Rod Rosenstein reportedly discussed invoking the 25th Amendment and wearing a wire to record his conversations with Trump

  • Deputy Attorney General Rod Rosenstein discussed using the 25th Amendment to remove President Donald Trump from power, and wearing a wire to record his conversations with Trump, The New York Times reported Friday.
  • Rosenstein reportedly first raised these ideas in the spring of 2017 after Trump revealed classified intelligence to Russian officials in an Oval Office meeting and fired FBI Director James Comey.
  • In a statement to the Times, Rosenstein fully denied ever having considered an effort to invoke the 25th Amendment or record Trump.

Deputy Attorney General Rod Rosenstein discussed using the 25th Amendment to remove President Donald Trump and wearing a wire to secretly record him, The New York Times reported Friday.

Rosenstein first raised the question of the 25th amendment and considered wearing a wire in the spring of 2017, The Times said, citing sources in the Department of Justice and FBI who were present in conversations with Rosenstein or were briefed on memos that former Deputy Director Andrew McCabe wrote about Rosenstein.

While Rosenstein himself does not have the authority to invoke the 25th amendment — a power belonging only to Cabinet officials — he reportedly planned to convince Attorney General Jeff Sessions and White House chief of staff John Kelly, who are members of the Cabinet, to lead an effort to remove Trump from office.

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Rod Rosenstein through the years
Rod Rosenstein, nominee to be Deputy Attorney General, testifies before the Senate Judiciary Committee on Capitol Hill in Washington March 7, 2017. REUTERS/Aaron P. Bernstein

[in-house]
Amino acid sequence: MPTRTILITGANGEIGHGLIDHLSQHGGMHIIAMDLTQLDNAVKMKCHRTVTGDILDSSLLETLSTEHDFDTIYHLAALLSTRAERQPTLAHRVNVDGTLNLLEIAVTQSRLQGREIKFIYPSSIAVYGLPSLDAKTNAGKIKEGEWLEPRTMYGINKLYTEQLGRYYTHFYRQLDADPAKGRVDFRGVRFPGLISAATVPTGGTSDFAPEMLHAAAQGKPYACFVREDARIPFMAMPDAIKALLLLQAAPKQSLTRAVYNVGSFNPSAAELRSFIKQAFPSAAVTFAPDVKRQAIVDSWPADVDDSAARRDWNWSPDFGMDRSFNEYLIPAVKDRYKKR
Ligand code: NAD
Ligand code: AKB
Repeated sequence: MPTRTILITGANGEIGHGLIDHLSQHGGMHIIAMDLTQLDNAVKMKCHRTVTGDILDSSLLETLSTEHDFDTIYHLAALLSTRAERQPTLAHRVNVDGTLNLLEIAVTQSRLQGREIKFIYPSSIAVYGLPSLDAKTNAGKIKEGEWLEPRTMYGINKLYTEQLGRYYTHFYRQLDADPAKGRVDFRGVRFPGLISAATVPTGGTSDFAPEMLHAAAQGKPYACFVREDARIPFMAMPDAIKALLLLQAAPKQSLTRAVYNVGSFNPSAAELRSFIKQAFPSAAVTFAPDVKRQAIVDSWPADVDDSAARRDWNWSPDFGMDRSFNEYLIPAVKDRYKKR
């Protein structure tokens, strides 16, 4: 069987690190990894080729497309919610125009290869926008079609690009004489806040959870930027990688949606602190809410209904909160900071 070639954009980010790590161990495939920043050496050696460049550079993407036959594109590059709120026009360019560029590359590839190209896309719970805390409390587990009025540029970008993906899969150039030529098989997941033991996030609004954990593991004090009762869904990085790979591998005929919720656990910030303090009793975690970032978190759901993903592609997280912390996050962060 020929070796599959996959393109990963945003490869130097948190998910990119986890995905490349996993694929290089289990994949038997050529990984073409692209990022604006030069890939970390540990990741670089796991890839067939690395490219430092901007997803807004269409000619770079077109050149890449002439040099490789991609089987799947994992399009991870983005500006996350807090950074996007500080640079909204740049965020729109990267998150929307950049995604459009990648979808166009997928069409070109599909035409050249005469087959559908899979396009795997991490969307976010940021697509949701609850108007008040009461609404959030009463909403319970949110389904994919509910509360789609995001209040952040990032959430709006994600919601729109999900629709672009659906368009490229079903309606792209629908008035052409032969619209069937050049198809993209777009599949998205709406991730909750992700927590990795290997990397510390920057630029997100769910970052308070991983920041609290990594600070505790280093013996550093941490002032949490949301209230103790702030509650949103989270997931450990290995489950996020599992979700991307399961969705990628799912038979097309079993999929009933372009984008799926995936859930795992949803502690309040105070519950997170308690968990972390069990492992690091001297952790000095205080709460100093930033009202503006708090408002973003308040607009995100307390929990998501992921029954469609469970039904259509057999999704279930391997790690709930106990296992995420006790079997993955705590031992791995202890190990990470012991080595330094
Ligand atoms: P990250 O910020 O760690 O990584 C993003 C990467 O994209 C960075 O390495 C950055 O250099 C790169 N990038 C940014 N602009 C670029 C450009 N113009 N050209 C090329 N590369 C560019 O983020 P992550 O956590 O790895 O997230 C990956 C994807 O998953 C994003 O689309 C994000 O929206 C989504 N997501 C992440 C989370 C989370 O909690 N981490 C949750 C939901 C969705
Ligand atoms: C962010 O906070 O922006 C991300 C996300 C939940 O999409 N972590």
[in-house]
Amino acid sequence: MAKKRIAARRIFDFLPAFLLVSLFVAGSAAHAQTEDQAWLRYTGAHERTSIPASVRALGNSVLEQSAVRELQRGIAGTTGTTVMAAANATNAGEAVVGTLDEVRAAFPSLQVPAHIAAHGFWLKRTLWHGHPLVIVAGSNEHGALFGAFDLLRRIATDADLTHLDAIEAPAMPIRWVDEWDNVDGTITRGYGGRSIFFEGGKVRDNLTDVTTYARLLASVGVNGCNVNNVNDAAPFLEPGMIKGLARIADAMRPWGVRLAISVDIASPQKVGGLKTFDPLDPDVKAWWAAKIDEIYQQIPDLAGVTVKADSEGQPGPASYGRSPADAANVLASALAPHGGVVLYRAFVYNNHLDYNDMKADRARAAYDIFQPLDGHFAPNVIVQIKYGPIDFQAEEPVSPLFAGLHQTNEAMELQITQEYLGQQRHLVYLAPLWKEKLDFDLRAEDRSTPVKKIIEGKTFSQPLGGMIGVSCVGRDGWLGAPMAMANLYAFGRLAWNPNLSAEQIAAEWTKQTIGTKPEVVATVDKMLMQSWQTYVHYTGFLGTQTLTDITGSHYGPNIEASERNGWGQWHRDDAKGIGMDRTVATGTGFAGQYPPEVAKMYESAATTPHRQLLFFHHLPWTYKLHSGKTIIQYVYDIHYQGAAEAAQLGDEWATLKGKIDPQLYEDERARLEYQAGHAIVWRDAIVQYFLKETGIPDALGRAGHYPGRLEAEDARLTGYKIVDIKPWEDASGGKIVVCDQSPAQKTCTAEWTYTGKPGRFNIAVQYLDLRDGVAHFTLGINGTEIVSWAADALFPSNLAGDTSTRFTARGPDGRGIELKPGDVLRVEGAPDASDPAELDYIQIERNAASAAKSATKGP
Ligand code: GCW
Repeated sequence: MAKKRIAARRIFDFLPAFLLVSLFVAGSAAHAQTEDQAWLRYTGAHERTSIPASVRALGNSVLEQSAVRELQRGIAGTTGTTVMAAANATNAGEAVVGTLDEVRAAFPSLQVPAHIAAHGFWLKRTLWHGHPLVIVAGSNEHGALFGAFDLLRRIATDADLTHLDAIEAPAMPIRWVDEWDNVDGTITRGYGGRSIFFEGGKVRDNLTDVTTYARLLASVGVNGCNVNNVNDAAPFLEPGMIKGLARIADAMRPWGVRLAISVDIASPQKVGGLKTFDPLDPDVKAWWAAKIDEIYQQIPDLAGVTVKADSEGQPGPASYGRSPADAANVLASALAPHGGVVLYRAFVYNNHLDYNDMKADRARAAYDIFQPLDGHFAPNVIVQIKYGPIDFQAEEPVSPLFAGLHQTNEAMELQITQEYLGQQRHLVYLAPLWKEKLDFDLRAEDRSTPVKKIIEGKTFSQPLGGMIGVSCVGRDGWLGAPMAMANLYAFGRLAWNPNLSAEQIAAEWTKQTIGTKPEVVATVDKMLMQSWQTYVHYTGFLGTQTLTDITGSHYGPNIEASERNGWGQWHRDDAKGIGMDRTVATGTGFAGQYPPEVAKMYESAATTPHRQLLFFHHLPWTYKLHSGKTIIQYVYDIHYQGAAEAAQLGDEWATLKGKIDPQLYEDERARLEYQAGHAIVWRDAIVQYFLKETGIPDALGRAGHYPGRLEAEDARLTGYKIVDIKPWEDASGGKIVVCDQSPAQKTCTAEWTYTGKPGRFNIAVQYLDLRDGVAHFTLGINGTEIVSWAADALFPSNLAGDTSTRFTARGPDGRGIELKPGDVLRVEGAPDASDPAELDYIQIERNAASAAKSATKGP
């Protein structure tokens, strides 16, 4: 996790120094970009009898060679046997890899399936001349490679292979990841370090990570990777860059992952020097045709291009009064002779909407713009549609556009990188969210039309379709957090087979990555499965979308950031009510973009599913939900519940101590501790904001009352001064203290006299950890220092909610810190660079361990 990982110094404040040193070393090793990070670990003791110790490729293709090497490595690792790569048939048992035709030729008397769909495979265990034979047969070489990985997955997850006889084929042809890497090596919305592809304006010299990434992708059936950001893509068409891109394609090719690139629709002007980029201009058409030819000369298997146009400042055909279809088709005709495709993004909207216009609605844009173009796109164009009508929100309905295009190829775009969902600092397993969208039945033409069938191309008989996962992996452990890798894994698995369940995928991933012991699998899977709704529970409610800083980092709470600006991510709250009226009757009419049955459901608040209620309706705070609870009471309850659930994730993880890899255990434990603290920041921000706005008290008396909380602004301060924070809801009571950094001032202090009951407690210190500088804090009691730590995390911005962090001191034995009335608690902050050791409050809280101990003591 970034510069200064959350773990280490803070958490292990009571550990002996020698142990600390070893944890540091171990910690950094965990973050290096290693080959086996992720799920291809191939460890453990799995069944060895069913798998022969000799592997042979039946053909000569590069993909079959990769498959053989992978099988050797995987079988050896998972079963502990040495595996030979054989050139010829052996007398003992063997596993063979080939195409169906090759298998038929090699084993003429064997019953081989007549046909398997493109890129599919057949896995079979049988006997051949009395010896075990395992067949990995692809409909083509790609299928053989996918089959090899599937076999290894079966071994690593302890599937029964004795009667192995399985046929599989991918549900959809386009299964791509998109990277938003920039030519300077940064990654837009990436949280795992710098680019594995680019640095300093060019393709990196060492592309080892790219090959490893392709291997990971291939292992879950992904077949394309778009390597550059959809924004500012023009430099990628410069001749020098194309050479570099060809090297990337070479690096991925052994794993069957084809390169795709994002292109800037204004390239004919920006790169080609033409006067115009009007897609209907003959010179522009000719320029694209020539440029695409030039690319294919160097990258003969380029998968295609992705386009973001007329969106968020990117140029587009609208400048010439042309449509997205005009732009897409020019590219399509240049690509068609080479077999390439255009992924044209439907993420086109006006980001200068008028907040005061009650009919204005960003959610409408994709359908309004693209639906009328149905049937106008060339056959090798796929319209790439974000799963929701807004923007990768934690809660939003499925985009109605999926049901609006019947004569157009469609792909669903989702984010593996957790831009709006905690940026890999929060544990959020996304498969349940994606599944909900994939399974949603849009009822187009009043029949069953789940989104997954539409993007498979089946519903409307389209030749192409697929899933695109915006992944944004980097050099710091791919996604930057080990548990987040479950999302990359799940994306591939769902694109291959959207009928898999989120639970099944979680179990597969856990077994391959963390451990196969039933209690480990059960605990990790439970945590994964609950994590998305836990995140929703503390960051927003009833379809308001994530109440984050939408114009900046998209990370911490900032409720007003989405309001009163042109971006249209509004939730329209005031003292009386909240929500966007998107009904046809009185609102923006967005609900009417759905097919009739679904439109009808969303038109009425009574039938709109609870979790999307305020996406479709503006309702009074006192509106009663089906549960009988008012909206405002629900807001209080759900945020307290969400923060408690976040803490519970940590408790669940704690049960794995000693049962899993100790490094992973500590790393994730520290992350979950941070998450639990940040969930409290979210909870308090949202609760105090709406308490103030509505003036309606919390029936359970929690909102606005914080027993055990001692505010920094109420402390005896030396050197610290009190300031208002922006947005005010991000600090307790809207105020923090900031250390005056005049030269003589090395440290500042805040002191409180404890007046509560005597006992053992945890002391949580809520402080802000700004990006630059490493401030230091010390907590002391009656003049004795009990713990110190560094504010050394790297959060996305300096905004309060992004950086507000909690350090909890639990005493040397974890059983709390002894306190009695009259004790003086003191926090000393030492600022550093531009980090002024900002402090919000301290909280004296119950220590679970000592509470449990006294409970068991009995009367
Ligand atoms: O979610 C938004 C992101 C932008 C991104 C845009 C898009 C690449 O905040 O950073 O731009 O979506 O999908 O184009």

UNITED STATES - OCTOBER 10: U.S. Attorney Rod Rosenstein speaks during a news conference in Washington D.C. Tuesday, October 10, 2006. Rosenstein and Deputy U.S. Attorney General Paul McNulty announced the formation of a National Procurement Fraud Task Force, an effort aimed at the detection, prevention and prosecution of procurement fraud associated with increased contracting activity for national security programs. (Photo by Carol T. Powers/Bloomberg via Getty Images)
UNITED STATES - OCTOBER 10: Deputy U.S. Attorney General Paul McNulty, center, speaks during a news conference with Alice Fisher, head of the criminal division of the U.S. Department of Justice, left, and U.S. Attorney Rod Rosenstein, during a news conference in Washington D.C. Tuesday, October 10, 2006. McNulty announced the formation of a National Procurement Fraud Task Force, an effort aimed at the detection, prevention and prosecution of procurement fraud associated with increased contracting activity for national security programs. (Photo by Carol T. Powers/Bloomberg via Getty Images)
SLUG: me/hornsby DATE: August 22, 2006 CREDIT: Ricky Carioti / TWP. United States Federal Courthouse in Greenbelt, Md. Federal prosecutors announce the indictment of former Prince George's County school superintendent Andre Hornsby. United States Attorney Rod J. Rosenstein, center, flanked by Francis Turner, left, of the United States Department of the Treasury and Assistant United States Attorney Michael Pauze announce the 16-count indictment of former Prince George's County Schools Superintendent Andre Hornsby during a press conference at federal court in Greenbelt on Tuesday. (Photo by Ricky Carioti/The Washington Post/Getty Images)